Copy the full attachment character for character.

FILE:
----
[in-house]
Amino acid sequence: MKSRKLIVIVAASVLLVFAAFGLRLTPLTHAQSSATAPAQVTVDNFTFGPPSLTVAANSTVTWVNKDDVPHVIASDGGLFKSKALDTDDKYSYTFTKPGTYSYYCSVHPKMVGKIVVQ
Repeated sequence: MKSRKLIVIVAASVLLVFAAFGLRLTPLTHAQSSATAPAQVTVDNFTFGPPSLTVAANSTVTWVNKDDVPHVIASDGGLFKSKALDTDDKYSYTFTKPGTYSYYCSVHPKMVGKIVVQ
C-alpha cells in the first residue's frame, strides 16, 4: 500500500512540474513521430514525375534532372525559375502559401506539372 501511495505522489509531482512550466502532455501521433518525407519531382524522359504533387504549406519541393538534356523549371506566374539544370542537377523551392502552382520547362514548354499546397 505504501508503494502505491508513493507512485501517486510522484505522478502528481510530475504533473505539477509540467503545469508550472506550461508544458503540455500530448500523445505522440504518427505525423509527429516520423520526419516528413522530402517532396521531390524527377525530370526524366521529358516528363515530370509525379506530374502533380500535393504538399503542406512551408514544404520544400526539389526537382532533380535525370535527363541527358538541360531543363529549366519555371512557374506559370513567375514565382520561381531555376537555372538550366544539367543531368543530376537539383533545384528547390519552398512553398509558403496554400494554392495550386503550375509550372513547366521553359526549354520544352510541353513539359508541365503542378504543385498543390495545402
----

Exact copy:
[in-house]
Amino acid sequence: MKSRKLIVIVAASVLLVFAAFGLRLTPLTHAQSSATAPAQVTVDNFTFGPPSLTVAANSTVTWVNKDDVPHVIASDGGLFKSKALDTDDKYSYTFTKPGTYSYYCSVHPKMVGKIVVQ
Repeated sequence: MKSRKLIVIVAASVLLVFAAFGLRLTPLTHAQSSATAPAQVTVDNFTFGPPSLTVAANSTVTWVNKDDVPHVIASDGGLFKSKALDTDDKYSYTFTKPGTYSYYCSVHPKMVGKIVVQ
C-alpha cells in the first residue's frame, strides 16, 4: 500500500512540474513521430514525375534532372525559375502559401506539372 501511495505522489509531482512550466502532455501521433518525407519531382524522359504533387504549406519541393538534356523549371506566374539544370542537377523551392502552382520547362514548354499546397 505504501508503494502505491508513493507512485501517486510522484505522478502528481510530475504533473505539477509540467503545469508550472506550461508544458503540455500530448500523445505522440504518427505525423509527429516520423520526419516528413522530402517532396521531390524527377525530370526524366521529358516528363515530370509525379506530374502533380500535393504538399503542406512551408514544404520544400526539389526537382532533380535525370535527363541527358538541360531543363529549366519555371512557374506559370513567375514565382520561381531555376537555372538550366544539367543531368543530376537539383533545384528547390519552398512553398509558403496554400494554392495550386503550375509550372513547366521553359526549354520544352510541353513539359508541365503542378504543385498543390495545402